Breaking down the Cy Young candidates

November, 11, 2008
The American League Cy Young voters had a fairly easy job this year because they essentially had only two candidates to consider. In one corner you've got Cliff Lee, who went 22-3 and posted the best winning percentage for a 20-game winner since 1978. In the other corner, you've got Francisco Rodriguez, who destroyed the single-season saves record. According to Bill James' (slightly antique) Cy Young Predictor they're practically dead-even, and I think the Predictor in this case has almost perfectly predicted the voting. If Lee had pitched for a playoff team, he would quite probably win. If K-Rod had blown four saves rather than seven, he would quite probably win. But neither of those things happened, which makes this one too close to call. The little man inside my head is telling me that Lee's going to win. But my little man is often an idiot.

Meanwhile, in the National League, nobody has any idea what's going to happen. Not with three starters -- Tim Lincecum, Johan Santana and Brandon Webb -- enjoying Cy-worthy seasons. But the voters have already sorted through them, and we might as well give it a shot, too.

First, I want to kill a common misconception … Lincecum's AT&T Park is not a pitcher's park. It's a tough park for home-run hitters, no question. Over the past three seasons, it's been the toughest home-run park in the National League for both right- and left-handed hitters. But we often confuse home-run hitting with hitting generally, and generally AT&T is not unfriendly to hitters at all. In 2008, AT&T was the seventh-easiest National League stadium in which to score runs; over the course of the 2006-2008 seasons it was the eighth-easiest. Also, the two easiest parks for hitters in the National League are those in Denver and Phoenix, in the Giants' division. Those are partially -- but just partially -- balanced by San Diego's Petco Park (the friendliest in the majors to pitchers) and Dodger Stadium (another pitcher's park). On balance? Parkswise, Lincecum does not derive any benefit from pitching for the Giants.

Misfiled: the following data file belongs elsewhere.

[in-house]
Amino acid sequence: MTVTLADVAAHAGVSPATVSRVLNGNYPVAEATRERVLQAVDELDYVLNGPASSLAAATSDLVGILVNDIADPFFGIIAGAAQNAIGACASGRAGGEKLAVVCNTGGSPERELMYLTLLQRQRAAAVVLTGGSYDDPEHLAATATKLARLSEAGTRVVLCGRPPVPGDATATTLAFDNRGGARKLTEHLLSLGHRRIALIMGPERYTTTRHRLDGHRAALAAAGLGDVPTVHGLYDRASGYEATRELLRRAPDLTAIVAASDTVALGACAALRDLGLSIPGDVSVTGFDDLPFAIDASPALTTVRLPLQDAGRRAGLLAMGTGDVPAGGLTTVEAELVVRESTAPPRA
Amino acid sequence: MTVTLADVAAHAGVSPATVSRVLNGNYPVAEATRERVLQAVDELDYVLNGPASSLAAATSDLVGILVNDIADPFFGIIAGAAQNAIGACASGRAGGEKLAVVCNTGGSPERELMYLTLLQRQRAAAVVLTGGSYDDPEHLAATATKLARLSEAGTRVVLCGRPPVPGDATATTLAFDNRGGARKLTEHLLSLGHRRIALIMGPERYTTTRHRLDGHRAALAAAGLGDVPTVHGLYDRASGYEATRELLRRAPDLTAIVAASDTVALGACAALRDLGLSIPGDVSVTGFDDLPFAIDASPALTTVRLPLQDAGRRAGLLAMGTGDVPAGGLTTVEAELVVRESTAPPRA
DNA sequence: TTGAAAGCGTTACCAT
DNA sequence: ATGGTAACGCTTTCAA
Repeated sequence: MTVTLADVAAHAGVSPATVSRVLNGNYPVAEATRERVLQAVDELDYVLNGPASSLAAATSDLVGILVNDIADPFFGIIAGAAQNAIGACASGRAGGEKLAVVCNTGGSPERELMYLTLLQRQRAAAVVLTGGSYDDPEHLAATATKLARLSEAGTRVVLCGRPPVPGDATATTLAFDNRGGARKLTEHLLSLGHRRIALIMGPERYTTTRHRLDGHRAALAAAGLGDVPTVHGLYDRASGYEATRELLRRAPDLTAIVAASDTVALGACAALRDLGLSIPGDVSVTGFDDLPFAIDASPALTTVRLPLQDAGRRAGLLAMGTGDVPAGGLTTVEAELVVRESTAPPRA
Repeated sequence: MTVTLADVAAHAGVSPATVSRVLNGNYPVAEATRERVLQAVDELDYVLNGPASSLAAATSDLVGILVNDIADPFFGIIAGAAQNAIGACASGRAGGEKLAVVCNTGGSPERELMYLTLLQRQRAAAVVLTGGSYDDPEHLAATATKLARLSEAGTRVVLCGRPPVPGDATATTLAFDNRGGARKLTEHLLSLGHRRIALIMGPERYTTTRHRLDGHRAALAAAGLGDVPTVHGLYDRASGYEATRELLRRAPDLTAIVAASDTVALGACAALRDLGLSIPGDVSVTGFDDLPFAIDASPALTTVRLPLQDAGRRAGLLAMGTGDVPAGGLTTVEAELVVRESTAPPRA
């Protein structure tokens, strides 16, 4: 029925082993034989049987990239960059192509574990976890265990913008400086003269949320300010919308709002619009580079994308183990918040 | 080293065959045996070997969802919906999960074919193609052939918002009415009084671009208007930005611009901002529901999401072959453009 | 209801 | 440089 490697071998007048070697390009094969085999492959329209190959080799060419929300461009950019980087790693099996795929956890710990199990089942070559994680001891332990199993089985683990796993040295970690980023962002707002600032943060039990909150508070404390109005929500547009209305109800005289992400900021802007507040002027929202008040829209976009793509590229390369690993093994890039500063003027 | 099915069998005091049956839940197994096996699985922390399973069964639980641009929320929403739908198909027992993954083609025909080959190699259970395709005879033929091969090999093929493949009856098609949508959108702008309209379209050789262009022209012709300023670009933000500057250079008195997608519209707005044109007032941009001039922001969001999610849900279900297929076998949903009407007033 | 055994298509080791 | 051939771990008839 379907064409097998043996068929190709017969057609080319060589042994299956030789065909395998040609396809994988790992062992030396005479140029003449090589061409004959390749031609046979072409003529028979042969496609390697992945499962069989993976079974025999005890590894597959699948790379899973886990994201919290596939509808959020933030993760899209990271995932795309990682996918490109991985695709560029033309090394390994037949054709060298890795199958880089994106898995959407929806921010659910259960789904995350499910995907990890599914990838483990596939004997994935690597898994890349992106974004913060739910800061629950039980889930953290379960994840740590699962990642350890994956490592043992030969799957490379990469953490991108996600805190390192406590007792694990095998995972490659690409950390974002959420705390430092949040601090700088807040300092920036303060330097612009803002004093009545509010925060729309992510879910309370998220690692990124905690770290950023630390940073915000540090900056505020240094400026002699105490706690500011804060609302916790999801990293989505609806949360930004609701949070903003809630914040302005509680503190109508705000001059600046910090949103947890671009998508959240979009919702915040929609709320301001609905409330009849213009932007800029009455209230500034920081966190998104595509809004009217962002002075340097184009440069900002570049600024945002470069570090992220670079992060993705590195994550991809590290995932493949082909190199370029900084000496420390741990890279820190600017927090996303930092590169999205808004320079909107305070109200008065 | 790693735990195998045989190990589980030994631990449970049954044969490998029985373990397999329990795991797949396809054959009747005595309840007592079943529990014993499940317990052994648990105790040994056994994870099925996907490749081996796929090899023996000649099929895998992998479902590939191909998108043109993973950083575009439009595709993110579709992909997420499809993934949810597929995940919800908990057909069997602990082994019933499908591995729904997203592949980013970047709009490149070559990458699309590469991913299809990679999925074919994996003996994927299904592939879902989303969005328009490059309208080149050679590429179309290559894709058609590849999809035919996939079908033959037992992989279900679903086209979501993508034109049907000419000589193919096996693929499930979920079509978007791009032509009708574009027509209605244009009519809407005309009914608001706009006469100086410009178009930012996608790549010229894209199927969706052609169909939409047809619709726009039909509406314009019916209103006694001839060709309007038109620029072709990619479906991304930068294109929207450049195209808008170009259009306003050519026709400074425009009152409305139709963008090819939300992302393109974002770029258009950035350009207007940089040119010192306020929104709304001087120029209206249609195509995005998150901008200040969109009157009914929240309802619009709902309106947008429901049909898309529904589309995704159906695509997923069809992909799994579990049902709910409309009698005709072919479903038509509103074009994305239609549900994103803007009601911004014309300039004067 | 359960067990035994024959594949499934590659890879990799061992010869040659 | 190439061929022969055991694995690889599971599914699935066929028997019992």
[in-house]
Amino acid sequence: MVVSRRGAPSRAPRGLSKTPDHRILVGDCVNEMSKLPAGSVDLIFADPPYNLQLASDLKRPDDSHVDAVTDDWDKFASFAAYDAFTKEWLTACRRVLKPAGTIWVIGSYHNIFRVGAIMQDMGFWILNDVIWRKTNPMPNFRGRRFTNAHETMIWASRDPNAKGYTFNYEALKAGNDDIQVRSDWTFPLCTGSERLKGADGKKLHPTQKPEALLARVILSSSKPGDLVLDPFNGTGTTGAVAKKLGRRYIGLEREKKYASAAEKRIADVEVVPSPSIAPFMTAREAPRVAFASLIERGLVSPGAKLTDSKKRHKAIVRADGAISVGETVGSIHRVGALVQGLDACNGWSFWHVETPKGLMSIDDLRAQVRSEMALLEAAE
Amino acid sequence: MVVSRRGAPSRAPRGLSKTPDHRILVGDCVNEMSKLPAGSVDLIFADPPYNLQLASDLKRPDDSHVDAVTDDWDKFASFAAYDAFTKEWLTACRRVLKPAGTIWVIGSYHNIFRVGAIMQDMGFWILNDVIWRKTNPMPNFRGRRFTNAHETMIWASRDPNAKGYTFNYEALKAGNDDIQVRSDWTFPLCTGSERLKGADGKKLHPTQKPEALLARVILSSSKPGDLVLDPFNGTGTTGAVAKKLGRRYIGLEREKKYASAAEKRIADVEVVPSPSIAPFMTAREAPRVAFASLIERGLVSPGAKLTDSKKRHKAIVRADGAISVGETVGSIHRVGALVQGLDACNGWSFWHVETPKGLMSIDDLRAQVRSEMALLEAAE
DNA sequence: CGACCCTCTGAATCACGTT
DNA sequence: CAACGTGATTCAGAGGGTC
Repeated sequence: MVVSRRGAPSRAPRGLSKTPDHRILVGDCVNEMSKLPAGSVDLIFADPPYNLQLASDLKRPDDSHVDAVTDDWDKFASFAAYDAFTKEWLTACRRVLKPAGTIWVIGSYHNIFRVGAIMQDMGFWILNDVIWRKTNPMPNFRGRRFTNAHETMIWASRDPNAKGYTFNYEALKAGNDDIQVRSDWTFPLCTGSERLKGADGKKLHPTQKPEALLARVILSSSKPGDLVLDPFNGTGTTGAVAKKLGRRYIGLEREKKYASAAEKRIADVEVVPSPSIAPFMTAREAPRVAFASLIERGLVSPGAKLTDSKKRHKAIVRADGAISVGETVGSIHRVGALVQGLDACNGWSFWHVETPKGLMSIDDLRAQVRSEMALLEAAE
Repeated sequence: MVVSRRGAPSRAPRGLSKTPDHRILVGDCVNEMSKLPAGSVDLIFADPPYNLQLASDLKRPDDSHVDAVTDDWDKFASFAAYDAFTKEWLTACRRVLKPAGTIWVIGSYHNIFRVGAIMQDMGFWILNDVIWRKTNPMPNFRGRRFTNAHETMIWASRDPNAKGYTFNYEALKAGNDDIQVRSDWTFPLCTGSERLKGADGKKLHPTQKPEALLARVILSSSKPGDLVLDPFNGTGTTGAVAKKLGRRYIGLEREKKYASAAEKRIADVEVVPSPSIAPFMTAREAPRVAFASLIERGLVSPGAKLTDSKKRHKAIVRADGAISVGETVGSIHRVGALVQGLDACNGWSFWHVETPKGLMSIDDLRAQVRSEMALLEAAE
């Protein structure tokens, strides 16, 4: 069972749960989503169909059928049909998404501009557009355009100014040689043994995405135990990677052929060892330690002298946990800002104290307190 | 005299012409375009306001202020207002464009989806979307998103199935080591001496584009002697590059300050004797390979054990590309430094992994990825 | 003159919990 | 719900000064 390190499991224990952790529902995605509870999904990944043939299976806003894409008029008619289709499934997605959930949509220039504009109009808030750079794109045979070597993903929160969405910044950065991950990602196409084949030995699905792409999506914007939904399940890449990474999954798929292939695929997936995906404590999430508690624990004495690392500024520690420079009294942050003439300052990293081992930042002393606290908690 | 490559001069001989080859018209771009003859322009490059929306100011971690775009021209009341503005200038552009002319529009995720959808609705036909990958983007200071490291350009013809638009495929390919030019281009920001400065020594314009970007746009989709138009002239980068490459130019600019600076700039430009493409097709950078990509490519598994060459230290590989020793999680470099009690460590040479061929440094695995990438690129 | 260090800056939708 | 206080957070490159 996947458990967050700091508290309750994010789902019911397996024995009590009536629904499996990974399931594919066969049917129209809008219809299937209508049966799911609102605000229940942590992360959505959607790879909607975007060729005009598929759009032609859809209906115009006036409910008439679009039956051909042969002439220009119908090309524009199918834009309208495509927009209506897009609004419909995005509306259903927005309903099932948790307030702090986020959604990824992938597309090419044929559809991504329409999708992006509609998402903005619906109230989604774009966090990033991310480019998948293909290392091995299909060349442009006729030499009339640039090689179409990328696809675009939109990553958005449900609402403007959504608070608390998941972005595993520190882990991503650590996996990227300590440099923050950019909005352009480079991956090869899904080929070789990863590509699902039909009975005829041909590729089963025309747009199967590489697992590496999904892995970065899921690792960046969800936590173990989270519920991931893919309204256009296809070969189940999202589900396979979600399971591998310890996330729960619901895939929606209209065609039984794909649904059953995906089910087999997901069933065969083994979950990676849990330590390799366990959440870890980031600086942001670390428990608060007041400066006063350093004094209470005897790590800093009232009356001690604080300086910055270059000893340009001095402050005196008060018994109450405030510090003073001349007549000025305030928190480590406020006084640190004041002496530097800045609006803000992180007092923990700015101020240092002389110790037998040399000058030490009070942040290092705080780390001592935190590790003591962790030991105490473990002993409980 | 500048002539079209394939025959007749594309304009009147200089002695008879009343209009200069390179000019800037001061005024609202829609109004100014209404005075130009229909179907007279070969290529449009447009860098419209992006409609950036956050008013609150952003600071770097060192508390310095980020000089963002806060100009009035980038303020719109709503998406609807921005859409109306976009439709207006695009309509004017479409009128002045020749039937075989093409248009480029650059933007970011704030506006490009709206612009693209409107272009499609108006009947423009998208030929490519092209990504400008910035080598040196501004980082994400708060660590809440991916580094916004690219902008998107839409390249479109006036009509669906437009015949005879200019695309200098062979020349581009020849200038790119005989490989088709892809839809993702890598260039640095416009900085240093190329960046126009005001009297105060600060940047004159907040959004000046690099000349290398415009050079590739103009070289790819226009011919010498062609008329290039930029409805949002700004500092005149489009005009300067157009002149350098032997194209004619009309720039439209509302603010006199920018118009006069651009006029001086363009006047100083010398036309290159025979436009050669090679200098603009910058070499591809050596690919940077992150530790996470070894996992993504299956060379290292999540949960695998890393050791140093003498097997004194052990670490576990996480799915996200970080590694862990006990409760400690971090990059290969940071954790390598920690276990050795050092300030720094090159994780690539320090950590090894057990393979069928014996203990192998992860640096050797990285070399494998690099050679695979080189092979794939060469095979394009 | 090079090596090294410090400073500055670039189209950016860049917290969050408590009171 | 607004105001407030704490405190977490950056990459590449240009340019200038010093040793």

It's also been said that Lincecum benefits from pitching for the Giants because he pitched a great number of games against the weak National League West teams. OK. But we do have these neat things called data, and Baseball Prospectus tracks the batters against every pitcher he faces. It's true that Lincecum's opposition totaled a .730 OPS, while Santana faced .737 hitters. But then there's Brandon Webb, who faced hitters totaling just .718 on the season (41st-lowest among the 43 qualifying National League starters). If you're going to ding one of the contenders for the quality of the competition, it's Webb rather than Lincecum.

Further comparing these three: In terms of expected wins and losses, based on historical trends, Santana "should" have gone 17-8, Lincecum 16-8 and Webb 15-10. In terms of value over replacement pitcher (VORP), it's again a virtual tie, with Santana's 73.4 edging Lincecum's 72.5, and Webb far behind at 50.8.

You might prefer Santana because he faced tougher competition and because he pitched that massive three-hitter near the end of the season. You might prefer Lincecum because he carried a great burden of run prevention with all those strikeouts. Either way, I wouldn't say you're wrong. But I would say you're wrong if you vote for Webb, because he simply wasn't as good as the other two.

For the voters, though, it's not nearly so simple. Because, in addition to those three highly qualified (by historical standards) candidates, the voters also have to deal with two massive wild cards: a closer who converted 41 of 41 save opportunities for a first-place team, and a big left-hander who went 11-2 with seven complete games, three shutouts and a sublime 1.65 ERA while starting 17 games for a team that clinched a playoff spot on the season's last Sunday. Would I vote for a pitcher with only 17 starts? I would not. Would I vote for a pitcher who converted every save opportunity? I might.

But I don't think Brad Lidge will win, or even fare particularly well. I don't think CC Sabathia will win, either, though I think he'll fare better than Lidge. My little man's telling me that Lincecum's going to edge Webb and Sabathia, with Santana winding up with one of the more impressive fourth-place Cy Young seasons you'll ever see.


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